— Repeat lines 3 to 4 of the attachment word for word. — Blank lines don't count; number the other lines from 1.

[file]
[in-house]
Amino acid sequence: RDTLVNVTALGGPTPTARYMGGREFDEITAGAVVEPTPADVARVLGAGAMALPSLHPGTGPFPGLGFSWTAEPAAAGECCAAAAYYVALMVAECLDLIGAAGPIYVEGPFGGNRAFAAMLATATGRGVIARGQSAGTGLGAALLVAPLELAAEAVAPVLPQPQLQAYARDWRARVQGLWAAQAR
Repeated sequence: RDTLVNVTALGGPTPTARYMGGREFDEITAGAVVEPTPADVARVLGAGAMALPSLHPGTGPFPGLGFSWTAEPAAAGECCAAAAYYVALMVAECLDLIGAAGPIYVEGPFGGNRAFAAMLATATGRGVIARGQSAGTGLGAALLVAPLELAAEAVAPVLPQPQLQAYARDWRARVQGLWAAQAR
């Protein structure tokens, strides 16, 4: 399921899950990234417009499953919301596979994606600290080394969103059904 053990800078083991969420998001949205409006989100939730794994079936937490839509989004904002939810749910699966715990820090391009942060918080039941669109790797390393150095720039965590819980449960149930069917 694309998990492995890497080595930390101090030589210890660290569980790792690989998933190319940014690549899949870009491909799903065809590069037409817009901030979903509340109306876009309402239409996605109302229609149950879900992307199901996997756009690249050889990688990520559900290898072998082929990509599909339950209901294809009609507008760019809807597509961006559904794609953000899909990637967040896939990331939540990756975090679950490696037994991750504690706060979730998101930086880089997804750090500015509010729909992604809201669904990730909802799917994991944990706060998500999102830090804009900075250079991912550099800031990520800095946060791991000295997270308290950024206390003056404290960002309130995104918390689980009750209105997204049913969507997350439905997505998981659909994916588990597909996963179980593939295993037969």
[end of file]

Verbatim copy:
Repeated sequence: RDTLVNVTALGGPTPTARYMGGREFDEITAGAVVEPTPADVARVLGAGAMALPSLHPGTGPFPGLGFSWTAEPAAAGECCAAAAYYVALMVAECLDLIGAAGPIYVEGPFGGNRAFAAMLATATGRGVIARGQSAGTGLGAALLVAPLELAAEAVAPVLPQPQLQAYARDWRARVQGLWAAQAR
């Protein structure tokens, strides 16, 4: 399921899950990234417009499953919301596979994606600290080394969103059904 053990800078083991969420998001949205409006989100939730794994079936937490839509989004904002939810749910699966715990820090391009942060918080039941669109790797390393150095720039965590819980449960149930069917 694309998990492995890497080595930390101090030589210890660290569980790792690989998933190319940014690549899949870009491909799903065809590069037409817009901030979903509340109306876009309402239409996605109302229609149950879900992307199901996997756009690249050889990688990520559900290898072998082929990509599909339950209901294809009609507008760019809807597509961006559904794609953000899909990637967040896939990331939540990756975090679950490696037994991750504690706060979730998101930086880089997804750090500015509010729909992604809201669904990730909802799917994991944990706060998500999102830090804009900075250079991912550099800031990520800095946060791991000295997270308290950024206390003056404290960002309130995104918390689980009750209105997204049913969507997350439905997505998981659909994916588990597909996963179980593939295993037969």